In Newton's biography the author, James Gleick, mentions the lack of a postal system by referring to Newton's method of 'addressing' a letter to the Secreatary of the Royal Society:

"Mr Henry Oldenburg at his house in the middle of the old PAlmail in St James Fields in Westminster" (p.75)

By the way, SP has a quote or two footnoted in the biography.

helena murphy  •  Link

Monsieur L'Impertinent and his family are probably of Irish extraction and
are repatriating to the mother country.Is is also possible that they are connected to James Butler, Duke of Ormond. The name Monsieur L'impertinent seems to express endearment but it may also imply that it's bearer had passed the interregnum in France or elsewhere on the continent with the royal court in exile. The Butler family first came to Ireland in the 12th century with Henry II, and were regarded as old English in Ireland.

J A Gioia  •  Link

Finding addresses

Pub signs - vivid, simple and large - were certainly an aid in finding London addresses; with one (Elephant and Castle) going so far as lending its name to a whole district.

Mary  •  Link

London street signs abounded
at this time. Most advertised (sometimes cryptically) the trade or business that was carried on in a particular house or building; they were supposed to be hung 9 feet above the carriageway in order to allow a horse and rider to pass beneath them. Many private houses also carried signs, which might include a heraldic device. Visitors/clients would be directed to the general area of a particular sign and then be expected to ask around for precise directions. People knew their neighbours in those days. See Picard, "Restoration London" pp. 8-9. Street numbers were not introduced until the late 18th Century.

serafina  •  Link

I'm curious as to the phrase "took coach" Does this mean Sam has his own coach, or does he hire one, as we would take a taxi today? Anyone have any idea how much hiring a coach from his place of work to his home would cost? He seems to do this quite frequently.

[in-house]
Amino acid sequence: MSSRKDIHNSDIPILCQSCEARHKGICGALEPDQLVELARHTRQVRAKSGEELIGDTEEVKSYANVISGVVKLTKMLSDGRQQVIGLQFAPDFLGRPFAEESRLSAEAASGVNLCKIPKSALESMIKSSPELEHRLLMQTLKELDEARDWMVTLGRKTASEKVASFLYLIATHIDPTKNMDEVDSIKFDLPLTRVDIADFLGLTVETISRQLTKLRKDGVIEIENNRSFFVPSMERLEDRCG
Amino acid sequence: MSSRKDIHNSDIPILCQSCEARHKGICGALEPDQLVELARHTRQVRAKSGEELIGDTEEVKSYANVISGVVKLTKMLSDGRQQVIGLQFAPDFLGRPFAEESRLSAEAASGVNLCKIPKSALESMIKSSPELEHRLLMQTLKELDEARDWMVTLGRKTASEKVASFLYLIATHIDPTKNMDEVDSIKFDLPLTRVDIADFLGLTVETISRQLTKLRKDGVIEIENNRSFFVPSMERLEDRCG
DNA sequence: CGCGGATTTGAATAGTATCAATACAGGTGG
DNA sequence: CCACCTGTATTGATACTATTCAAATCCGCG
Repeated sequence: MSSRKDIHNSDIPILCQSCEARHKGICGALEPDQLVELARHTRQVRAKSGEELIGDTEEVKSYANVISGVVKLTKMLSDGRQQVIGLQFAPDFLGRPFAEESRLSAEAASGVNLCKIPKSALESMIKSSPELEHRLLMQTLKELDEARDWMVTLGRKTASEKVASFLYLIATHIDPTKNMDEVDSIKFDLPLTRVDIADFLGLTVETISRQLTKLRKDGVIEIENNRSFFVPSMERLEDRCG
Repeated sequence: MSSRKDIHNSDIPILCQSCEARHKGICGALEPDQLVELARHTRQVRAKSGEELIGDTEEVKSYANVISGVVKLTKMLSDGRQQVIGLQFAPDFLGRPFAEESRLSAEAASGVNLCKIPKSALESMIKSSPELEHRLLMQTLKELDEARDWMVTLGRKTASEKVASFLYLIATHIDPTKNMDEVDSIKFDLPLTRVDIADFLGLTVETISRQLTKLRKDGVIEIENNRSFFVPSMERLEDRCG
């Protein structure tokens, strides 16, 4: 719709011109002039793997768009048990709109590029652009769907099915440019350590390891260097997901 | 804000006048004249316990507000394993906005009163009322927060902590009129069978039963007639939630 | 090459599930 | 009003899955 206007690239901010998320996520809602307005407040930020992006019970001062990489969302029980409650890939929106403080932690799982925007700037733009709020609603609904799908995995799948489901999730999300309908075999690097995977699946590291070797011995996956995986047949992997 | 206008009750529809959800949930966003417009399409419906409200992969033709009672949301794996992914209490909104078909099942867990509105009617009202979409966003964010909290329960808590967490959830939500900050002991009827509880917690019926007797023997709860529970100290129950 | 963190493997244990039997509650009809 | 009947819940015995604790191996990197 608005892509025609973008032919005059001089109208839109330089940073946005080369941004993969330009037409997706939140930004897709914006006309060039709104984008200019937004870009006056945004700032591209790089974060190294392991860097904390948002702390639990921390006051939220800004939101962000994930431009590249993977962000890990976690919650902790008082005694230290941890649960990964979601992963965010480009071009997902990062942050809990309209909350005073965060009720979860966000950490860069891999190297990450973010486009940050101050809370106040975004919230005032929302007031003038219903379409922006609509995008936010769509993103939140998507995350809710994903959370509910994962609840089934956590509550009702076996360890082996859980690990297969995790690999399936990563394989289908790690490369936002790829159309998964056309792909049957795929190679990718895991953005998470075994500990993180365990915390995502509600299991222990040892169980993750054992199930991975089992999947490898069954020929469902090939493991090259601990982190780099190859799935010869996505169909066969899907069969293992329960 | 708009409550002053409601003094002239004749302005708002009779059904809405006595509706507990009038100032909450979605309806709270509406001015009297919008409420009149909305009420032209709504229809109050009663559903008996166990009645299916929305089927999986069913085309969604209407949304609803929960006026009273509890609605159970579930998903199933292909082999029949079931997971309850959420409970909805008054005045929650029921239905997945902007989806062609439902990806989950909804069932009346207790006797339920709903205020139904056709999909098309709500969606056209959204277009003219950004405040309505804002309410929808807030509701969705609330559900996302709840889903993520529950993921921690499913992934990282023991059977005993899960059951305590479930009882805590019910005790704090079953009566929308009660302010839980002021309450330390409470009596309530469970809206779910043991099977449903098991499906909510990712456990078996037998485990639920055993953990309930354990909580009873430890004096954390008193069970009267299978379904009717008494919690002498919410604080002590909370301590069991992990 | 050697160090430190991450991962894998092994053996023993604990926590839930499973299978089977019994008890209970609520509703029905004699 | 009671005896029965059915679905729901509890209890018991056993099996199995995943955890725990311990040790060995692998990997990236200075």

Glyn  •  Link

If you go to "Background Information - Travel" you'll find information about this. Although Sam is making a lot of journeys, especially like today when it was raining, they are all quite short; and I think that even people could share coaches and split the cost.

The other way to travel is by water which he does quite frequently.

He certainly does NOT own his own coach, nor his own horse: that would be well out of his price-range at the moment: rather like buying his own Jaguar or BMW.

vincent  •  Link

Address., Not that long ago, the Royal Mail would find the house I lived in by It's name. The house being their longer than the occupant. People made a lifetime career of living in one location. Numbers are modern way of identifying a geezer, like in the services. My personality was wrapped up in 8 digit number and continued to do so with modern technology, so boring a person and place should have a personality. John (the) Miller at the mill, John Blacksmith at the bellows or John Cambridge of the 3 tuns. Soon we will end up with no 6************ of ********* has 2************ kids like you barcoded food etc.

gerry  •  Link

Address. The potential for confusion reminds me of the years I lived in Tokyo which still doesn't have a "sensible" system of addresses. It was, and is the custom for people to have a little map on their personal card which can be shown to a cabdriver to help him find your destination.No "knowledge" there!
I wonder if there was anything like that in Sam's day.

gerry  •  Link

It just occured to me that nowadays the gadget loving Japanese probably just exchange GPS coordinates.

vincent  •  Link